What I like best about writing books is the feeling, when done, of having emptied the well. I feel delivered of what I held and agreeably vacant. Looking over what I’ve written, at the end of a big project, I always think: Couldn’t do that again. Indeed, in this empty-well state I tend to wonder if I’ll ever write again.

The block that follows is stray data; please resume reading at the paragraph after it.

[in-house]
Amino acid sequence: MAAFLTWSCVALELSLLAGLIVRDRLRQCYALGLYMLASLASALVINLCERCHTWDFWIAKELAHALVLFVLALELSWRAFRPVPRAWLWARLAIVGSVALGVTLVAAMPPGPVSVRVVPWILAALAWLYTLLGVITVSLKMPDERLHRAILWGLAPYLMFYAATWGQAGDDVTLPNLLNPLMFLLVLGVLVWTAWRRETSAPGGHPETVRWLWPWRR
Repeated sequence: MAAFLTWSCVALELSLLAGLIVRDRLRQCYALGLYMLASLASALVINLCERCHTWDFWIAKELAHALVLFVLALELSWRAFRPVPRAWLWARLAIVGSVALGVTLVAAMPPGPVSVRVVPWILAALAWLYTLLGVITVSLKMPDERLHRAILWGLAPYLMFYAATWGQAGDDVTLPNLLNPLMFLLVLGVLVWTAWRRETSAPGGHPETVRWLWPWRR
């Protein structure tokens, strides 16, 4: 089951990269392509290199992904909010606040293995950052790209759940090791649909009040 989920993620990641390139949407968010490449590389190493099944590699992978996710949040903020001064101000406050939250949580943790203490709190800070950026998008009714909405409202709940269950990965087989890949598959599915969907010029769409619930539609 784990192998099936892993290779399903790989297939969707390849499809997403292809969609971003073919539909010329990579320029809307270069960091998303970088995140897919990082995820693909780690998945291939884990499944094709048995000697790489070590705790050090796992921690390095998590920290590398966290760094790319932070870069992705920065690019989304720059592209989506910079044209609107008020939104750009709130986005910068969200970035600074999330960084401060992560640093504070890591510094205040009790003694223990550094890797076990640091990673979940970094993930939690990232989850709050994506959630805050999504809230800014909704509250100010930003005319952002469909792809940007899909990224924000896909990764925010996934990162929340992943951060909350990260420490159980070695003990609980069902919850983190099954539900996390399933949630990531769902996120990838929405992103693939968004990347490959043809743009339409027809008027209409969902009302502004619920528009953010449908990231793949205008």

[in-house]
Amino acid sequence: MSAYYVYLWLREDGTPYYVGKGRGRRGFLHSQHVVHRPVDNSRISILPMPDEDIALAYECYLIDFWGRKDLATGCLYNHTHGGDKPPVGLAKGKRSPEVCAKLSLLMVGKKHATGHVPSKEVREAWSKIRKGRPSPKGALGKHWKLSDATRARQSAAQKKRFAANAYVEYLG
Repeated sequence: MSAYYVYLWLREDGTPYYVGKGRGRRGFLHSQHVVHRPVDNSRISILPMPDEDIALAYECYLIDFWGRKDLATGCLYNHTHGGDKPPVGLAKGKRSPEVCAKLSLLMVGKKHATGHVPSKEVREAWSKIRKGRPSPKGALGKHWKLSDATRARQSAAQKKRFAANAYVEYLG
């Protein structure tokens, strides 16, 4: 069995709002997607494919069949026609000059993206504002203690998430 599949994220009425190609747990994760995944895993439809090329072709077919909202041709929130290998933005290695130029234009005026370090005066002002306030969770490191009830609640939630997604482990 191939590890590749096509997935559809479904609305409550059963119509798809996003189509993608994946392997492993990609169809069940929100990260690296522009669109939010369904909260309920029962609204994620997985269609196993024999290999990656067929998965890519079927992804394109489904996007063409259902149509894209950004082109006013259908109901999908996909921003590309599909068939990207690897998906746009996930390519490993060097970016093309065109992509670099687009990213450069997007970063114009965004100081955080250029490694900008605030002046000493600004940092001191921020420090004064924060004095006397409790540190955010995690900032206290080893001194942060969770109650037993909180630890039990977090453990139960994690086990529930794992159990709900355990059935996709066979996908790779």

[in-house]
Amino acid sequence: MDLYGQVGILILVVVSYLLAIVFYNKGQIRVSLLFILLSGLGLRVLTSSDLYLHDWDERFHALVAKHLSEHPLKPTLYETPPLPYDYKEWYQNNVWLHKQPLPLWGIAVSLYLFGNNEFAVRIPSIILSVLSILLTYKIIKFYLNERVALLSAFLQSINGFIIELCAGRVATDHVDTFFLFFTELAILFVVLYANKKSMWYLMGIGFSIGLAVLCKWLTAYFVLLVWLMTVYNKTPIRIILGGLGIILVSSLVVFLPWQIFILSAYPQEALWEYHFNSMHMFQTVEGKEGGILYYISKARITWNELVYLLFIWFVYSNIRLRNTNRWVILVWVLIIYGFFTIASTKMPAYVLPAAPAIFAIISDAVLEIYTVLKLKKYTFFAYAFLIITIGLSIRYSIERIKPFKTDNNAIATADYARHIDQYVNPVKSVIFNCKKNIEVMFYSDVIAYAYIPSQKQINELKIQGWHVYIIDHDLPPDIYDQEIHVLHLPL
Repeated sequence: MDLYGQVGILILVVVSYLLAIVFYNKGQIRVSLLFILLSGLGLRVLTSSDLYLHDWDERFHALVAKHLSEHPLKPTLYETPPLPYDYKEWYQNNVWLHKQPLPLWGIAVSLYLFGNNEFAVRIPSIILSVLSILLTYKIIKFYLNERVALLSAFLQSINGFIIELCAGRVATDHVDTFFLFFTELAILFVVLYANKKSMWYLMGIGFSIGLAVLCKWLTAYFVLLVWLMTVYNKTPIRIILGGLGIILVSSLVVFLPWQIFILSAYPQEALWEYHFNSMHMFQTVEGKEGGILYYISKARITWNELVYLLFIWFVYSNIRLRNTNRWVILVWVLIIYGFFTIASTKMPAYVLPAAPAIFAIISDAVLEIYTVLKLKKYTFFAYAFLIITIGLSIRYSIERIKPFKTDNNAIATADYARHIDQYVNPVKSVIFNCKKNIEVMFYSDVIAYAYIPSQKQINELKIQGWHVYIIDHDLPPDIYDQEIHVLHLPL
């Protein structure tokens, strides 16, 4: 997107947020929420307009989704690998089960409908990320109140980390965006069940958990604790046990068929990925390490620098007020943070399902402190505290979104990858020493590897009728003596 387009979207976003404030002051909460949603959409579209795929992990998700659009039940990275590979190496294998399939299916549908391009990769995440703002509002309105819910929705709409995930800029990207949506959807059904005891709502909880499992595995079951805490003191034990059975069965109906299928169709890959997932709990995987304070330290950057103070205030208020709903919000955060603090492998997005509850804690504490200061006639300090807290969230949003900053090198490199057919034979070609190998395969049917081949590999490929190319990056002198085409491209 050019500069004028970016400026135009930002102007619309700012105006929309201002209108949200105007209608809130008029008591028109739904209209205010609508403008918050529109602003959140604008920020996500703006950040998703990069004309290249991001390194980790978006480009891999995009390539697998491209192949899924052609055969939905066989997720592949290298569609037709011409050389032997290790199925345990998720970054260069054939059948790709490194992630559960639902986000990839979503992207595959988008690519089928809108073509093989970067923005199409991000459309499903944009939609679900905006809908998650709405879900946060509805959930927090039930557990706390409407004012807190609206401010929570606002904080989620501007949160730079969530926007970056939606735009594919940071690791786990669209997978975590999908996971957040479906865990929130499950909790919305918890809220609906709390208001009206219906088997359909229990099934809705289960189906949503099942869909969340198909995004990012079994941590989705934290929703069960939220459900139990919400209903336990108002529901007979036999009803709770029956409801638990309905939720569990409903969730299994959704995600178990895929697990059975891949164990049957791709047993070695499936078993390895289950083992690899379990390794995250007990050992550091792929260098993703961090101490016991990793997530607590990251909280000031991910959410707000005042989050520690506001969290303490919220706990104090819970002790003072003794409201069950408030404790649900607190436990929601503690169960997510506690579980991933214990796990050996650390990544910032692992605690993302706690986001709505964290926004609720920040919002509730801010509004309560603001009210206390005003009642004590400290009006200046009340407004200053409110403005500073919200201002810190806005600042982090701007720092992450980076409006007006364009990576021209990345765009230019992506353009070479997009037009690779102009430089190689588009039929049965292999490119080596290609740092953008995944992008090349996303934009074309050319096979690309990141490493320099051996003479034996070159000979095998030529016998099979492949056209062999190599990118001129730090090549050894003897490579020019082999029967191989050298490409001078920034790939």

To be sure, the well has a way of re-filling. Something new intrigues or perplexes you. Before you know it you’re off again. In a novel, it’s some new mystery I want to deepen, some ineffability surrounding the characters, the setting, the action, that grants it the breath of life. In memoir and biography, it has by contrast been some overwhelming wish for clarity: to say what happened and what it meant. These two drives, the wish for mystery and the impulse to clarity, are the poles of my mental life. Finishing Here We Are, I felt I’d captured a friendship with a close friend, much as in my memoir The Hue and Cry at Our House I’d captured a family. In Naples Declared it was an ancient city. In Proust: The Search it was a modern man. In each case I found that I had something to say—the galvanizing moment. One’s task is then to find the most natural—the inevitable—way of saying it.